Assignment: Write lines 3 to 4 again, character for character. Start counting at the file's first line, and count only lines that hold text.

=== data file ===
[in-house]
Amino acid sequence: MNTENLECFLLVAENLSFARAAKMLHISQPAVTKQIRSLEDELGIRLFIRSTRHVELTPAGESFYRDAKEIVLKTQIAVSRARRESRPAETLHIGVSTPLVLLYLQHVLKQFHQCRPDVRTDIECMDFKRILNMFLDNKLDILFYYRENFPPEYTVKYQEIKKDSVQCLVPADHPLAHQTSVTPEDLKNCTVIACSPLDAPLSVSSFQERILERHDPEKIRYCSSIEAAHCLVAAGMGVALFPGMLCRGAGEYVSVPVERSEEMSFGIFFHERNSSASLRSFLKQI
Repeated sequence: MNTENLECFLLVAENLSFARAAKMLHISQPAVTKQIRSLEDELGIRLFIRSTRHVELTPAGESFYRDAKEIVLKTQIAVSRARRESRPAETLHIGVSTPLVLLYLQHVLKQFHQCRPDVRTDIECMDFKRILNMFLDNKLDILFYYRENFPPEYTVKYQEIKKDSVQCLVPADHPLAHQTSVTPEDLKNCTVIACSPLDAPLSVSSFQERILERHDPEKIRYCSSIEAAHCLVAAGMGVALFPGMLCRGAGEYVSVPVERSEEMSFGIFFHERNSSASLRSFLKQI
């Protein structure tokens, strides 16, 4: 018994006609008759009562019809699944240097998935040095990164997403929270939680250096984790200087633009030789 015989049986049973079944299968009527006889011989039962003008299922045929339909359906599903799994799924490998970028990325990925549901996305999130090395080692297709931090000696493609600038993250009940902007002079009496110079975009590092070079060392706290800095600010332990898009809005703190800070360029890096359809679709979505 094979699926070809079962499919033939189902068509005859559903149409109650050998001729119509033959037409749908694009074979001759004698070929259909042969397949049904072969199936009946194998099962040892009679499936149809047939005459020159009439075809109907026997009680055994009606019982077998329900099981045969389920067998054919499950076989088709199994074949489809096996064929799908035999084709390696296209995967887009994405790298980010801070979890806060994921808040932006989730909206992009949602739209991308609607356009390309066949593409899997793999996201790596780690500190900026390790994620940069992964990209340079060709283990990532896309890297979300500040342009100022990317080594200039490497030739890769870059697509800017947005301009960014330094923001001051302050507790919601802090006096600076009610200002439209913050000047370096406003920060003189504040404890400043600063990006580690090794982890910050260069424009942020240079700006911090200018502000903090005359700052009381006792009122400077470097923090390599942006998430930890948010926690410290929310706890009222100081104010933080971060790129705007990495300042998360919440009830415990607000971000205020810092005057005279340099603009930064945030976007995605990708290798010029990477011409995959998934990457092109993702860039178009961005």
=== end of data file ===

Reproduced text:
Repeated sequence: MNTENLECFLLVAENLSFARAAKMLHISQPAVTKQIRSLEDELGIRLFIRSTRHVELTPAGESFYRDAKEIVLKTQIAVSRARRESRPAETLHIGVSTPLVLLYLQHVLKQFHQCRPDVRTDIECMDFKRILNMFLDNKLDILFYYRENFPPEYTVKYQEIKKDSVQCLVPADHPLAHQTSVTPEDLKNCTVIACSPLDAPLSVSSFQERILERHDPEKIRYCSSIEAAHCLVAAGMGVALFPGMLCRGAGEYVSVPVERSEEMSFGIFFHERNSSASLRSFLKQI
């Protein structure tokens, strides 16, 4: 018994006609008759009562019809699944240097998935040095990164997403929270939680250096984790200087633009030789 015989049986049973079944299968009527006889011989039962003008299922045929339909359906599903799994799924490998970028990325990925549901996305999130090395080692297709931090000696493609600038993250009940902007002079009496110079975009590092070079060392706290800095600010332990898009809005703190800070360029890096359809679709979505 094979699926070809079962499919033939189902068509005859559903149409109650050998001729119509033959037409749908694009074979001759004698070929259909042969397949049904072969199936009946194998099962040892009679499936149809047939005459020159009439075809109907026997009680055994009606019982077998329900099981045969389920067998054919499950076989088709199994074949489809096996064929799908035999084709390696296209995967887009994405790298980010801070979890806060994921808040932006989730909206992009949602739209991308609607356009390309066949593409899997793999996201790596780690500190900026390790994620940069992964990209340079060709283990990532896309890297979300500040342009100022990317080594200039490497030739890769870059697509800017947005301009960014330094923001001051302050507790919601802090006096600076009610200002439209913050000047370096406003920060003189504040404890400043600063990006580690090794982890910050260069424009942020240079700006911090200018502000903090005359700052009381006792009122400077470097923090390599942006998430930890948010926690410290929310706890009222100081104010933080971060790129705007990495300042998360919440009830415990607000971000205020810092005057005279340099603009930064945030976007995605990708290798010029990477011409995959998934990457092109993702860039178009961005």